Inside the Capitol

Sunday, July 15, 2012

7-20 Spaceport America gets some competition

72012 Space Abu Dhabi

SANTA FE – Spaceport America has some competition. Nearly four years ago, my wife and I were stranded for 17 days in Abu Dhabi as Jeanette underwent surgery for a broken femur.
Abu Dhabi is the capital of the United Arab Emirates, the most progressive of Arab countries. Dubai is about 50 miles away in the neighboring emirate. Dubai is showy for tourists. Abu Dhabi is all business. No fancy buildings. Just businessmen looking for good investments.
Arabic and English are the two official languages of the country. Everyone I met spoke good English. There were an adequate number of English language TV channels and a good English language daily newspaper.
Abu Dhabi was very interested in Spaceport America and wanted to build one of its own as soon as economic conditions looked right. I've written several columns since then warning that if we don't move quickly on our spaceport and promote it vigorously, we'll lose out to more spirited competitors.
The competitor with the most resources is Abu Dhabi. It has now sprung into action. Aabar, an investment firm, wholly owned by the government of Abu Dhabi, has bought 37 percent of Virgin Galactic. Aabar now has exclusive regional rights to host Virgin Galactic tourism and scientific research space flights, along with advanced science, technology and higher education programs.
That doesn't put us in direct competition. We aren't in the same region. I happen to know from experience that we are 12 time zones apart. But many of Sir Richard Branson's over 500 "astronauts" he has signed up to take to the edge of space are from foreign countries that may be closer to Abu Dhabi than to New Mexico.
Branson also just announced last week that he is building a new generation of satellite launchers that will cut the cost of launching a 500-pound payload into orbit from nearly $40 million to about $10 million. WhiteKnightTwo will carry LauncherOne to 50,000 feet where it will separate and fire into orbit.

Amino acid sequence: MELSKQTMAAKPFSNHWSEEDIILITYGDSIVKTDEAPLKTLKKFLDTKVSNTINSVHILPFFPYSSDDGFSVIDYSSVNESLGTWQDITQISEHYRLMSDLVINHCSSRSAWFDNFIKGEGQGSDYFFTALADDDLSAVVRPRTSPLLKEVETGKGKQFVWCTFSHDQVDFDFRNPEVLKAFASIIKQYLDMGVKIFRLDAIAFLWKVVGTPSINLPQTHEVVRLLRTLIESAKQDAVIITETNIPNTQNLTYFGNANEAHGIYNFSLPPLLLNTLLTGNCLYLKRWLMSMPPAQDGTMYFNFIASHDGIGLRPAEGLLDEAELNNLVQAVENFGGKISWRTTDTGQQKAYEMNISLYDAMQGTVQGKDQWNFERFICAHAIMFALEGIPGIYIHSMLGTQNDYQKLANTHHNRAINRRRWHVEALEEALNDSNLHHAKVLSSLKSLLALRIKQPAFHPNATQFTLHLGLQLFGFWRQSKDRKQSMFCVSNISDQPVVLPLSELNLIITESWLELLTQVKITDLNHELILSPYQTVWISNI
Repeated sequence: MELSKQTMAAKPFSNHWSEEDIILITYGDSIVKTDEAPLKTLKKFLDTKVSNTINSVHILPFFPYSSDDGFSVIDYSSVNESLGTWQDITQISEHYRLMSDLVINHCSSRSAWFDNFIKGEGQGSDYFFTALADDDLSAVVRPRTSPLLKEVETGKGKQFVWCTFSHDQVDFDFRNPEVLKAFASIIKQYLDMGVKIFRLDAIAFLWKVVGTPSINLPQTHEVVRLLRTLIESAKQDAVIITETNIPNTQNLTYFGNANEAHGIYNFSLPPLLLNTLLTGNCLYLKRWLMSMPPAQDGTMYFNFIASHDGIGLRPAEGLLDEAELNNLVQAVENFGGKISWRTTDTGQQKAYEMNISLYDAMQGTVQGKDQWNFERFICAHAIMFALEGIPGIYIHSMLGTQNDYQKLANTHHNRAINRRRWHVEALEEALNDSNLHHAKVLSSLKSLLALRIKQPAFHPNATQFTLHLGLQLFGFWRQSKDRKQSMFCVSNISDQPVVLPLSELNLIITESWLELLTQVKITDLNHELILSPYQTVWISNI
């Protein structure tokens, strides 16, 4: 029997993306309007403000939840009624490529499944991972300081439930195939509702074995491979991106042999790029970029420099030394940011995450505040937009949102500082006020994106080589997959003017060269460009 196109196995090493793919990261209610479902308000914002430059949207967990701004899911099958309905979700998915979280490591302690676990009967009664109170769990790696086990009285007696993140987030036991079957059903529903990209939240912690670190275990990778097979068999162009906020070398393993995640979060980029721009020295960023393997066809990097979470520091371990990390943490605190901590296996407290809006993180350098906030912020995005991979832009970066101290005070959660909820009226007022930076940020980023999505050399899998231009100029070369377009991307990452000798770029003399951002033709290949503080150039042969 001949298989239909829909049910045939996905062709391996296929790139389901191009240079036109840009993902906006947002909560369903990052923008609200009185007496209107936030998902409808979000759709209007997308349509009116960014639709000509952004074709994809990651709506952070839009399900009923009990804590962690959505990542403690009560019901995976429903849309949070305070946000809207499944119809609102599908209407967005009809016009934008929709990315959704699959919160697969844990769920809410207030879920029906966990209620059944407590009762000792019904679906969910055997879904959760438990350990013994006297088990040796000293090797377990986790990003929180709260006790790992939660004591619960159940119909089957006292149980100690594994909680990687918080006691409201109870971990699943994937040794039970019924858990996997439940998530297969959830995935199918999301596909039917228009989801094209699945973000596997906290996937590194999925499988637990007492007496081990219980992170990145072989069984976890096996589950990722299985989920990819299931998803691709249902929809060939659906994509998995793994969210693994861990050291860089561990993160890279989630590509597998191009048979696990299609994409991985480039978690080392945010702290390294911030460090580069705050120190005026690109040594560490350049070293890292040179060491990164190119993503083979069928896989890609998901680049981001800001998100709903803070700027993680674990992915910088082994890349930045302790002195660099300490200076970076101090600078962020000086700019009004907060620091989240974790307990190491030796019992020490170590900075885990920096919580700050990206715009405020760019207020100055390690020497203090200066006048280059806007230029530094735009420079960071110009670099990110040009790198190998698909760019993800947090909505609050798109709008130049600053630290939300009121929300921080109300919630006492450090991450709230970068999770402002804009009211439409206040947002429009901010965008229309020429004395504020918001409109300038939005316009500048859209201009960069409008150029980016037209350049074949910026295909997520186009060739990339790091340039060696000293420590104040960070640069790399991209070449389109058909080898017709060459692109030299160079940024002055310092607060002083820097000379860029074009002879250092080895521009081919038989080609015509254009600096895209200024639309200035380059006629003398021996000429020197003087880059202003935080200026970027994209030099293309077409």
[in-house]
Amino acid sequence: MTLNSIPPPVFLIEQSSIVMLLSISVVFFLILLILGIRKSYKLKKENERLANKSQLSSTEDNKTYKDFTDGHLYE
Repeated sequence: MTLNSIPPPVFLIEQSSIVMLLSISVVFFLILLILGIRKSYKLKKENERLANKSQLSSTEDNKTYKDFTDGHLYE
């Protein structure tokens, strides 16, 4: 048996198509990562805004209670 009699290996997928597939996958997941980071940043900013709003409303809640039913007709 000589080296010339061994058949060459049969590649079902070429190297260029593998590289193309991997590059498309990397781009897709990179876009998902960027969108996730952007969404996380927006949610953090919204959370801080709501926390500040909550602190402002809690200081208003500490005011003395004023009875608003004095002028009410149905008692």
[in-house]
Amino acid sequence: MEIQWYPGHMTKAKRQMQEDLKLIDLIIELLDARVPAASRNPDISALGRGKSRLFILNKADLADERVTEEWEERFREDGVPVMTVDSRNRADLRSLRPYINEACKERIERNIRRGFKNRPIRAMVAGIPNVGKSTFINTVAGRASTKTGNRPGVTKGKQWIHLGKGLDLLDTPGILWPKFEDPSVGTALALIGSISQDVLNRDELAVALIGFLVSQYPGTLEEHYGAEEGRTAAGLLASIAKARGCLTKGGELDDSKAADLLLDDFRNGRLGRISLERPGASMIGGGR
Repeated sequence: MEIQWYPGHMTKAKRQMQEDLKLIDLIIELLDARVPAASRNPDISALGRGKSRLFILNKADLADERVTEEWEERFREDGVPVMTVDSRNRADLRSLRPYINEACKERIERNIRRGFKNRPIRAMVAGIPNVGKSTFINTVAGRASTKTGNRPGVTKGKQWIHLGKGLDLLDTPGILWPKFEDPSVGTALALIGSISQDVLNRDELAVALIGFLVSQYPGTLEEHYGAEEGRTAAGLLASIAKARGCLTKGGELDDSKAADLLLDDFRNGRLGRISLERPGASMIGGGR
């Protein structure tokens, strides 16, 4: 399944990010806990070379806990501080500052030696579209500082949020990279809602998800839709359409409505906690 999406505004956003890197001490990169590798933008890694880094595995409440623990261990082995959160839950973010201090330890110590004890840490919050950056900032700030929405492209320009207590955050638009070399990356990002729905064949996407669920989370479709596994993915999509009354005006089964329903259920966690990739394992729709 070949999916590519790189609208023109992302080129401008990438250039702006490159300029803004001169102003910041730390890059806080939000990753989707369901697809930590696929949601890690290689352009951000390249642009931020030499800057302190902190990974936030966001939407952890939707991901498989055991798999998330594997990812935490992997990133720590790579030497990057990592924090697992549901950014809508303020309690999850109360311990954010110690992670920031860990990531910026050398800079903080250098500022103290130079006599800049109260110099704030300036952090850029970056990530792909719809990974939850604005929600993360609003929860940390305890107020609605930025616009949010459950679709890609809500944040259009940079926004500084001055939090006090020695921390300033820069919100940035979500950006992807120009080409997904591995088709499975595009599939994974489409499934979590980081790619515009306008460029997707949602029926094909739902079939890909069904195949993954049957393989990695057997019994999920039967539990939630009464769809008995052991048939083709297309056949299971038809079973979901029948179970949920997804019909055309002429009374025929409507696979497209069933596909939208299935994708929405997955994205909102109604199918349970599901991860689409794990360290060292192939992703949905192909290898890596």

WhiteKnightTwo will be housed at Spaceport America but Branson emphasized that it will have the capability to fly from anywhere with a runway long enough and wide enough to accommodate it.
Back at Abu Dhabi, Virgin Galactic and Aabar have appointed none other than Steve Landeene as chief advisor for planning and implementing the spaceport. Landeene took New Mexico through those steps before being forced to resign by the New Mexico Spaceport Authority board after a disagreement over the purchase of additional land necessary for spaceport expansion.
That occurred during the final year of Gov. Bill Richardson's administration. Obviously Branson was an admirer of Landeene's work. No one could be more qualified to build the world's second purpose-built spaceport. Landeene likely won't have to wade through as many environmental impact hearings as he did here so work should proceed quickly.
Many new and exciting spaceflight advances have been taking place recently, the biggest of which was Space X's delivery of a payload to the International Space Station and its safe return with a load of garbage. But none of these have been launched from Spaceport America.
This appears to be a situation similar to attracting film makers to New Mexico. Gov. Susana Martinez has gone from doubting the value of investing in the spaceport to a position of support. But she hasn't gotten excited enough about the subject to get out and hustle tenants as Gov. Richardson did.
We still have Sir Richard hustling for us. He still calls Spaceport America his home base but we know he has a global focus and will be looking to promote other regional spaceports, maybe the next in Finland. And we know he still has his production facilities in California.
One thing Branson has done for us lately is to hold an industry day at Spaceport America for interested suppliers. Four hundred registered. Two hundred were chosen, including a number of New Mexico companies, to be briefed on Virgin Galactic's needs.


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